300, 500, 755

To Paraphrase Bill James, what is so compelling about certain stats and numbers is that they have acquired the power of language among baseball fans.

300, 500, 755.

300 seems all the more remarkable these days. It’s a dying number. How many more pitchers will reach 300?

500 shows how quantity affects quality. Remember when 500 meant more? But now so many sluggers are getting to that magic number, making 500 more like 400. Still, the man who will possibly reach the number tonight is only 32, a number remarkably low for such a feat.

755 suggests integrity and dignity, and their opposites.

By the end of the night, there’s a possibility all three numbers will have been reached.

6 comments… add one
  • I certainly hope 500 happens tonight – I’ve got tickets to the game!

    yankeemonkey July 31, 2007, 12:07 pm
  • I’m hoping for #300, but I hope the other two take a while.

    Max (sf) July 31, 2007, 12:17 pm
  • Interesting thought, Nick; I hadn’t really considered the convergence of those three stats. Alex reaching 499 (and hopefully 500 tonight) as quickly as he did is remarkable, but there’s a chance we will see that again. Some crusher from the mold of ARod/Eddie Matthews/Tony Conigliaro that gets enough PAs early in his career and remains durable will eventually come along. Regarding 755+, same story and there are too many what-ifs regarding home runs, and that’s completely discounting the PED side story, which I frankly don’t care about. The real head-turner if we want to look at arbitrary goals is Glavine. Consider the top 15 active player win totals:
    Name (age) wins
    Roger Clemens (44) 351
    Greg Maddux (41) 340
    Tom Glavine (41) 299
    Randy Johnson (43) 284
    Mike Mussina (38) 244
    David Wells (44) 235
    Jamie Moyer (44) 225
    Curt Schilling (40) 213
    Kenny Rogers (42) 210
    Pedro Martinez (35) 206
    John Smoltz (40) 203
    Andy Pettitte (35) 192
    Tim Wakefield (40) 163
    Aaron Sele (37) 148
    Bartolo Colon (34) 146
    Mark Buehrle (28) is the youngest player with more than 100 wins (105). Sabathia (26) is at 94 wins. Out of the list above, who makes 300? If you asked me last year, I would have said Randy will make it and Moose has an outside shot. Now, with Randy having back surgery and Moose apparently in decline, who else gets there? Maybe Wake will be fluttering knucklers in for another 20 years, but seriously, nobody else on that list has a shot. Sabathia averages 15 wins a year. If he pitches like that until he is *40*, he makes it by a nose.. Yes, 300 is an arbitrary number, but it’s the most interesting one in my mind, since it looks like the one number that may never again be reached.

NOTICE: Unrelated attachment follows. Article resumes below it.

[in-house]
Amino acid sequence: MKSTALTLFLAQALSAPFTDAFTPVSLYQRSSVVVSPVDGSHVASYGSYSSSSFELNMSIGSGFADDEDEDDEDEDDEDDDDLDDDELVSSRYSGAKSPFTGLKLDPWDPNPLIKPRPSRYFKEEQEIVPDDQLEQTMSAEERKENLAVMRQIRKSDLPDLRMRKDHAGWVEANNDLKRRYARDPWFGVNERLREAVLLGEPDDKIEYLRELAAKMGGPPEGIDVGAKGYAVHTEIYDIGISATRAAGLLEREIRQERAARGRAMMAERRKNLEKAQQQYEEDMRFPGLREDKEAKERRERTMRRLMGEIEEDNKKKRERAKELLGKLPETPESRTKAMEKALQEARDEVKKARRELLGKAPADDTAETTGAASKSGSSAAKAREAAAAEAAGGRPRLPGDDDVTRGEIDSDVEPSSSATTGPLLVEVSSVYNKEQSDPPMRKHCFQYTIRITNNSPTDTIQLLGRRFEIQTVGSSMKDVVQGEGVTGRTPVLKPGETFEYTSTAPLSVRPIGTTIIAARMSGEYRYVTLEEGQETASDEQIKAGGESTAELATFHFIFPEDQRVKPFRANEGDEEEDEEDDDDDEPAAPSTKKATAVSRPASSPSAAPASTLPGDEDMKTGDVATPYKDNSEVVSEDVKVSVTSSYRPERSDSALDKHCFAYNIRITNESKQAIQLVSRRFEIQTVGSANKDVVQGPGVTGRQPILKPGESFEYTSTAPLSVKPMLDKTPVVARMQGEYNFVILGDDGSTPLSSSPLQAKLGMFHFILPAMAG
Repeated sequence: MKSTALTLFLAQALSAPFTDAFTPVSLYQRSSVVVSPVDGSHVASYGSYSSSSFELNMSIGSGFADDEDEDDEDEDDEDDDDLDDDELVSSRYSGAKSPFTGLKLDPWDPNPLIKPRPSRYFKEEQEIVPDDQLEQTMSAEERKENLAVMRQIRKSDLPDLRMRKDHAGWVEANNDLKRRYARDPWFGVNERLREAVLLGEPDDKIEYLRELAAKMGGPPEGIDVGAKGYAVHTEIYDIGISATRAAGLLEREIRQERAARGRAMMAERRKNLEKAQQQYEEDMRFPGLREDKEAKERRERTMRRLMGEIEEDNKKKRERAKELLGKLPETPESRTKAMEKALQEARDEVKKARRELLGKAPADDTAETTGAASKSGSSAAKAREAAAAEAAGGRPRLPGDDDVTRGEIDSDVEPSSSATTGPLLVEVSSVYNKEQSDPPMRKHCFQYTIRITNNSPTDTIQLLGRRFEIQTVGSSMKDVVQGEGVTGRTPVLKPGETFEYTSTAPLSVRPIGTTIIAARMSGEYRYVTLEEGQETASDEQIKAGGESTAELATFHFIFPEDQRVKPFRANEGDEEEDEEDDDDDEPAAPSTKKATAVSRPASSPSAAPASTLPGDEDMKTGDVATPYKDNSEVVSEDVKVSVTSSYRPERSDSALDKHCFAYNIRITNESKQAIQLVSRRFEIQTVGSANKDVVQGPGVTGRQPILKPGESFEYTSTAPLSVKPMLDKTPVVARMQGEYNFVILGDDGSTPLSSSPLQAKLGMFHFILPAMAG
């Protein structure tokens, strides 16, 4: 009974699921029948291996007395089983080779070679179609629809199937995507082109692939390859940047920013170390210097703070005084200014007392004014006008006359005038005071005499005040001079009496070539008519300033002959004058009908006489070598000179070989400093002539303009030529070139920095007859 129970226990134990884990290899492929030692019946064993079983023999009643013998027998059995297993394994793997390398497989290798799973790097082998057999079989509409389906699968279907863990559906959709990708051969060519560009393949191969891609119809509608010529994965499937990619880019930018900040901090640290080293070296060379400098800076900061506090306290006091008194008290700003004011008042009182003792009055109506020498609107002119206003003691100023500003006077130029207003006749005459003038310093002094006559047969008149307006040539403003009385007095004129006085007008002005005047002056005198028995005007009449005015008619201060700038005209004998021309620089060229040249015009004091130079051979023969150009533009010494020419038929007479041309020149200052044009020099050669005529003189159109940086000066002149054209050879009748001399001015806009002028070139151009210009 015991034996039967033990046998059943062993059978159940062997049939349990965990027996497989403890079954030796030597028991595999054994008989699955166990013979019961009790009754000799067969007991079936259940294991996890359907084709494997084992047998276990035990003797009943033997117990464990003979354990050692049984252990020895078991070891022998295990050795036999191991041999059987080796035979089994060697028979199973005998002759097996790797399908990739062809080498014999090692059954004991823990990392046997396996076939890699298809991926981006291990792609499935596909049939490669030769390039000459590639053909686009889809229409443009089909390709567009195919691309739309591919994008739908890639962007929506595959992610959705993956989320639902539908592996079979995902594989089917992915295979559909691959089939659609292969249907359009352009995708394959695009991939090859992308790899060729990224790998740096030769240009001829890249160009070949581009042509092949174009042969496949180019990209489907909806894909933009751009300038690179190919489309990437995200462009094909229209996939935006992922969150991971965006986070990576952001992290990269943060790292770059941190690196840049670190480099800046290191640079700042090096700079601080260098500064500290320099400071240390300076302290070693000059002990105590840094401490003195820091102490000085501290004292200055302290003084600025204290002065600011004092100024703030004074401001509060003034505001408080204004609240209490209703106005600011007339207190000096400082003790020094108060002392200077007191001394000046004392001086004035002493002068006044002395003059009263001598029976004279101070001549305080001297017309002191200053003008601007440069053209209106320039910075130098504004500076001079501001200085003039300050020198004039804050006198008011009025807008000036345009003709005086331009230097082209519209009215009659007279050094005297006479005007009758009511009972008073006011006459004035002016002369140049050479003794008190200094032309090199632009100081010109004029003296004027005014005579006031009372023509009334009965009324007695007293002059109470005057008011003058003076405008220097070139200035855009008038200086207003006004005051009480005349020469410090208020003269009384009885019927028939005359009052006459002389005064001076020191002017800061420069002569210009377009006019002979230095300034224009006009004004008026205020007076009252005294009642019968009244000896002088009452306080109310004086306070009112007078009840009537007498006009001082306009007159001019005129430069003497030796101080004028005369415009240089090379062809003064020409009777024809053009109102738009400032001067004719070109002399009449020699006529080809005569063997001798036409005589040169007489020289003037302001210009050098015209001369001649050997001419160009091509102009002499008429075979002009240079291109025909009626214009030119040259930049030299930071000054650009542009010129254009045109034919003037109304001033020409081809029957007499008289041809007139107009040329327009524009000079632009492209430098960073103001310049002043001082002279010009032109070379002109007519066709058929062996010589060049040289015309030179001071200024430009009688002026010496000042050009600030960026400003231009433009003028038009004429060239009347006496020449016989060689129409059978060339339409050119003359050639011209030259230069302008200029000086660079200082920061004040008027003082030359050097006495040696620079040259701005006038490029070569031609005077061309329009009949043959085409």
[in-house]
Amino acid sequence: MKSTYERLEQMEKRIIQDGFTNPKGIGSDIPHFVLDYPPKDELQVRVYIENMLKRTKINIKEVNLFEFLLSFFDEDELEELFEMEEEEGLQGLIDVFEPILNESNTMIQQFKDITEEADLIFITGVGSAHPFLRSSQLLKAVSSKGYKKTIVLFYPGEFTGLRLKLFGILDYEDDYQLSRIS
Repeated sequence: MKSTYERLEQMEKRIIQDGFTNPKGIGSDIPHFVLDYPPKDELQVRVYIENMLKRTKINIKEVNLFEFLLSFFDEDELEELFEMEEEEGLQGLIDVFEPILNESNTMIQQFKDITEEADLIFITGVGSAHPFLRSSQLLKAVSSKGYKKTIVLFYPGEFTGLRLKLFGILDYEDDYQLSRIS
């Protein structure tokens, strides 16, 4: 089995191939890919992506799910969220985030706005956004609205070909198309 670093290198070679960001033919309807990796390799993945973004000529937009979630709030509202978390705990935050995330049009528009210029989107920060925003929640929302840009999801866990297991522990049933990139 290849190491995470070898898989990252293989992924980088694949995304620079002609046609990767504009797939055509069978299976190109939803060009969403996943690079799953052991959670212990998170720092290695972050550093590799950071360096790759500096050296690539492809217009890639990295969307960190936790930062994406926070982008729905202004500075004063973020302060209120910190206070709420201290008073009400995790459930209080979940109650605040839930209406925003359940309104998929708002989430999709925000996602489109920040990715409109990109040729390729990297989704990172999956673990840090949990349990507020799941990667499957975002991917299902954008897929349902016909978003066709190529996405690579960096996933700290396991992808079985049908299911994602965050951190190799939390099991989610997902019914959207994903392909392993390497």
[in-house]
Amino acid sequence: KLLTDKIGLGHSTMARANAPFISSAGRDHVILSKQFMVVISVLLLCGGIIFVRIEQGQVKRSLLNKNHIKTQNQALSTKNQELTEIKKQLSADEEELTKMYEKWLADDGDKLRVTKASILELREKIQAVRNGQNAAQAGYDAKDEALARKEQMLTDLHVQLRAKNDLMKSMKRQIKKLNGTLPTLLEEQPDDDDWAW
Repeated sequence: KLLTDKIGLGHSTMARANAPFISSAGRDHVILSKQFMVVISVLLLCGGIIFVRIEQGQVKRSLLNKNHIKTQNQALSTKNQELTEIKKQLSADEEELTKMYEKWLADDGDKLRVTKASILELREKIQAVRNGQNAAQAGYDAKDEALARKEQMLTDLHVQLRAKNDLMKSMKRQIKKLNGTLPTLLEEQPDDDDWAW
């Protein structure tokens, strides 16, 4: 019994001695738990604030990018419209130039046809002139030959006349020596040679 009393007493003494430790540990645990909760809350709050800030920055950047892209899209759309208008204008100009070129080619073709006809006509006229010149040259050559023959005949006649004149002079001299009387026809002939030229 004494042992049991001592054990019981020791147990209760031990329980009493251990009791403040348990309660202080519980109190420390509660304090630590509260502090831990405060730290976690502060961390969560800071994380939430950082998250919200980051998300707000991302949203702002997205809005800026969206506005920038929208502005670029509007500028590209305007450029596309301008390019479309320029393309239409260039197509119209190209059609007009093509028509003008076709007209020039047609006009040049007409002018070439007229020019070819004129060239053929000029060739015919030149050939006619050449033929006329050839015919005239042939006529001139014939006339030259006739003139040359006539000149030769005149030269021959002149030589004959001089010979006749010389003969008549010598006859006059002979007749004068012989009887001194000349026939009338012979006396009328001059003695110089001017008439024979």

attackgerbil July 31, 2007, 1:58 pm
  • Back when Clemens looked like he was injured/in dcline, I remember people saying the exact same thing you did, AG. Now we have Glavine and Maddux, and Johnson shoulda gotten there and still may.

    Paul SF July 31, 2007, 2:16 pm
  • To infer, I hope that you are right, and that we do see it again, Paul.

    attackgerbil July 31, 2007, 2:20 pm
  • I meant to add this, but then I saw the Gagne trade news:
    Also, I notice three names not on that list who could be big players in the “300” discussion — Josh Beckett, Chien-Ming Wang and Johan Santana. The first two play for high-powered teams that win lots of games, allowing them, in turn, to win lots of games, even if they off days (or off seasons). Beckett and Santana, for example, have won more games than anyone else in the past three eyars, IIRC. Also, it’s difficult to project because, as James noted in this year’s handbook, those who win a lot of games early tend not to reach 300, while those who get started around age 30 have a better chance of pitching longer. That mightactually be bad news for the pitchers I listed and good news for Buehrle.
    I’m skeptical when people talk about unbreakable records because we don’t know when a player will come along that blows us all away. Outside of Cy Young’s 511 wins, of course, which are safe thanks to fundamental changes in the game. Ted Williams’ .406 avg. might also be safe for the same reason.

    Paul SF July 31, 2007, 2:25 pm

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